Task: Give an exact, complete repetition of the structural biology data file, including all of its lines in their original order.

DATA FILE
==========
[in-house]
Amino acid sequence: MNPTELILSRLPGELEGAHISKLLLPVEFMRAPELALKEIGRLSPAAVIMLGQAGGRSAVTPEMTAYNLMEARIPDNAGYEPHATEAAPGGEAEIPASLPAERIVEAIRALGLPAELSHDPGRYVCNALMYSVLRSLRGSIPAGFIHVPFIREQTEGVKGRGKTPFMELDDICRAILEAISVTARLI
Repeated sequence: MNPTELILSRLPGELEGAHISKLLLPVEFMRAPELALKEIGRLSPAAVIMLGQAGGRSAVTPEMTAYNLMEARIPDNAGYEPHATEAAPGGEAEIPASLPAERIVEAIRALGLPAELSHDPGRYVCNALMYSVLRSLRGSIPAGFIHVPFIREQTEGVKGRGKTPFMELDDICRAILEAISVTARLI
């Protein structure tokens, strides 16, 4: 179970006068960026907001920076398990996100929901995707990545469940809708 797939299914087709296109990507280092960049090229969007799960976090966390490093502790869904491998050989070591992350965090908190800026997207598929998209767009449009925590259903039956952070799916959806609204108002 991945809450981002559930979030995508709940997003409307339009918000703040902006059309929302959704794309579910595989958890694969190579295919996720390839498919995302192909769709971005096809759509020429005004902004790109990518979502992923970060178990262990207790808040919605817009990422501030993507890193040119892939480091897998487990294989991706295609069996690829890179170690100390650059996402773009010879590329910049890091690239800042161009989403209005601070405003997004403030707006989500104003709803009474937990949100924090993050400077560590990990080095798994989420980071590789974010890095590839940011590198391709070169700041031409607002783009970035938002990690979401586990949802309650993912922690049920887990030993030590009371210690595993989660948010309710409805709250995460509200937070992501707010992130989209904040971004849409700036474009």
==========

[in-house]
Amino acid sequence: MNPTELILSRLPGELEGAHISKLLLPVEFMRAPELALKEIGRLSPAAVIMLGQAGGRSAVTPEMTAYNLMEARIPDNAGYEPHATEAAPGGEAEIPASLPAERIVEAIRALGLPAELSHDPGRYVCNALMYSVLRSLRGSIPAGFIHVPFIREQTEGVKGRGKTPFMELDDICRAILEAISVTARLI
Repeated sequence: MNPTELILSRLPGELEGAHISKLLLPVEFMRAPELALKEIGRLSPAAVIMLGQAGGRSAVTPEMTAYNLMEARIPDNAGYEPHATEAAPGGEAEIPASLPAERIVEAIRALGLPAELSHDPGRYVCNALMYSVLRSLRGSIPAGFIHVPFIREQTEGVKGRGKTPFMELDDICRAILEAISVTARLI
């Protein structure tokens, strides 16, 4: 179970006068960026907001920076398990996100929901995707990545469940809708 797939299914087709296109990507280092960049090229969007799960976090966390490093502790869904491998050989070591992350965090908190800026997207598929998209767009449009925590259903039956952070799916959806609204108002 991945809450981002559930979030995508709940997003409307339009918000703040902006059309929302959704794309579910595989958890694969190579295919996720390839498919995302192909769709971005096809759509020429005004902004790109990518979502992923970060178990262990207790808040919605817009990422501030993507890193040119892939480091897998487990294989991706295609069996690829890179170690100390650059996402773009010879590329910049890091690239800042161009989403209005601070405003997004403030707006989500104003709803009474937990949100924090993050400077560590990990080095798994989420980071590789974010890095590839940011590198391709070169700041031409607002783009970035938002990690979401586990949802309650993912922690049920887990030993030590009371210690595993989660948010309710409805709250995460509200937070992501707010992130989209904040971004849409700036474009």